Similar Doric pilasters trim the corners of the rear and wings. At the rear of the kitchen extension, the porch has arches on the sides and square Doric piers on the south. Above them a Palladian window is in the gable field.

The recessed main entrance is flanked by narrow sidelights and topped with a fanlight. It leads into a long central hall, flanked by a parlor and sitting room at the front. Both have fireplaces with wooden Greek Revival mantels. Arched alcoves flank the parlor fireplaces. Greek Revival woodwork also frames the doors and entryways, and both ceilings have crown molding and a blank frieze.

An ornate staircase leads up to the second floor. There the wide central hall divides similarly appointed bedrooms and a study. A suite is located at the end of the south extension.

The carriage house is also a frame structure. Its roof is double-gabled on the east side, with two brick chimneys and a latticework cupola. It and the gables are topped with finials. The main entrance on the north is a pedimented portico, supported by two narrow columns rising from stone walls that extend from either side of the main entrance. They are flanked by two sash windows. A circular window fills the gable field above.


The house was built in 1851 by local contractor Philo Pierson for claim agent John Bixby. The two-story rear wing was probably built first, to serve as a temporary residence while the rest of the house went up. The main block combines a late Federal-style form with Greek Revival detailing.

Calvin Keeney, a Le Roy native, bought the house from Bixby in 1881. He had left school to join his father's produce business after the Civil War, and ultimately became his father's partner. In 1868 he had hired a Rochester seedman to help develop the stringless bean. Keeney would later be credited with developing 17 varieties of the vegetable, which helped make canning cheaper. He himself started a local cannery and salt works before his death.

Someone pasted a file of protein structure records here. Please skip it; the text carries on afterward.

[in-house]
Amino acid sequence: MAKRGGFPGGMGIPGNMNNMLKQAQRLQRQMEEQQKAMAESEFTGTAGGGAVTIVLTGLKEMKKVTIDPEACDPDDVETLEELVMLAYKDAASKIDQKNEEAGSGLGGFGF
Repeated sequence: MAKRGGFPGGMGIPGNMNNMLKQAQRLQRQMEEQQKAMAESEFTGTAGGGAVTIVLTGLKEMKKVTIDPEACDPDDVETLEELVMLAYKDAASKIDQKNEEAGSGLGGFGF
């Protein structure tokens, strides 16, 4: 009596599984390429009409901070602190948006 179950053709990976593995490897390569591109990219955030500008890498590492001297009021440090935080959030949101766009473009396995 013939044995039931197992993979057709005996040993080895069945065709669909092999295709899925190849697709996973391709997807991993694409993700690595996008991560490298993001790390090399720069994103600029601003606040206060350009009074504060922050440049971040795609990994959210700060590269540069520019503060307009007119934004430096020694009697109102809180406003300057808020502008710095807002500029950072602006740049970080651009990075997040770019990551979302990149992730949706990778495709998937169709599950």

In 1927 Buffalo architect Bryant Fleming was commissioned to do renovations on the house. He removed a veranda that had been installed around 1900 along with much of the front facade's three-dimensional decoration, making it more of a pure Federal building. To make up for the veranda he had the front lawn terraced and accentuated the front entrance with the fanlight and flanking pilasters, reinforcing those already found on the corners. The fenestration was further enhanced with square plaques at either side of the window heads and the grillwork windows in the attic.

In the rear he had the servants' quarters converted into the porch and added the Palladian window. Inside, he had the two front rooms on the east side combined into a large parlor. He also landscaped the backyard.

There have been no other significant changes to the house since. After Keeney's death, his daughter Ruth inherited the house. She helped establish the YWCA and Girl Scouts at the national level, and organized the Le Roy Historical Society in her hometown. From her the property passed to her niece Elinor Townsend. Currently, the property is owned by William and Susan Schmidt.